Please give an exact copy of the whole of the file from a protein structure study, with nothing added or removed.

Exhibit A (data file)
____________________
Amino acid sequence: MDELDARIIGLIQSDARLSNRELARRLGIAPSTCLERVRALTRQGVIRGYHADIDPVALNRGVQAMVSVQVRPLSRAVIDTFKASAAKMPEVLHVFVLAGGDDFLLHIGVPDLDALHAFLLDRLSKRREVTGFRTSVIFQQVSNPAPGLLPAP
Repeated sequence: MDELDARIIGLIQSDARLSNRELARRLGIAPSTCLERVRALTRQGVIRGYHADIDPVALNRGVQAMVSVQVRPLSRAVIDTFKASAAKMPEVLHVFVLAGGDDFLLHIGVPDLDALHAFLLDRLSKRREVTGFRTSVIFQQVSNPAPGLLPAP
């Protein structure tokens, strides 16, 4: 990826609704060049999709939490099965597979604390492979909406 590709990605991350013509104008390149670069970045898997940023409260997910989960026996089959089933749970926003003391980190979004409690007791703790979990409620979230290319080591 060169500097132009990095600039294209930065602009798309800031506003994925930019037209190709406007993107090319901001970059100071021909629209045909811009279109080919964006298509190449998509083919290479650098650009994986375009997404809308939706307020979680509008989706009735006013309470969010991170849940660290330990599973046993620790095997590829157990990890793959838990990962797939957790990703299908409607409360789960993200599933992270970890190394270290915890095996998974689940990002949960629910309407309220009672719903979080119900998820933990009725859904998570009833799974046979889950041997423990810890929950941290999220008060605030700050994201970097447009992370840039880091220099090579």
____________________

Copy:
Amino acid sequence: MDELDARIIGLIQSDARLSNRELARRLGIAPSTCLERVRALTRQGVIRGYHADIDPVALNRGVQAMVSVQVRPLSRAVIDTFKASAAKMPEVLHVFVLAGGDDFLLHIGVPDLDALHAFLLDRLSKRREVTGFRTSVIFQQVSNPAPGLLPAP
Repeated sequence: MDELDARIIGLIQSDARLSNRELARRLGIAPSTCLERVRALTRQGVIRGYHADIDPVALNRGVQAMVSVQVRPLSRAVIDTFKASAAKMPEVLHVFVLAGGDDFLLHIGVPDLDALHAFLLDRLSKRREVTGFRTSVIFQQVSNPAPGLLPAP
């Protein structure tokens, strides 16, 4: 990826609704060049999709939490099965597979604390492979909406 590709990605991350013509104008390149670069970045898997940023409260997910989960026996089959089933749970926003003391980190979004409690007791703790979990409620979230290319080591 060169500097132009990095600039294209930065602009798309800031506003994925930019037209190709406007993107090319901001970059100071021909629209045909811009279109080919964006298509190449998509083919290479650098650009994986375009997404809308939706307020979680509008989706009735006013309470969010991170849940660290330990599973046993620790095997590829157990990890793959838990990962797939957790990703299908409607409360789960993200599933992270970890190394270290915890095996998974689940990002949960629910309407309220009672719903979080119900998820933990009725859904998570009833799974046979889950041997423990810890929950941290999220008060605030700050994201970097447009992370840039880091220099090579």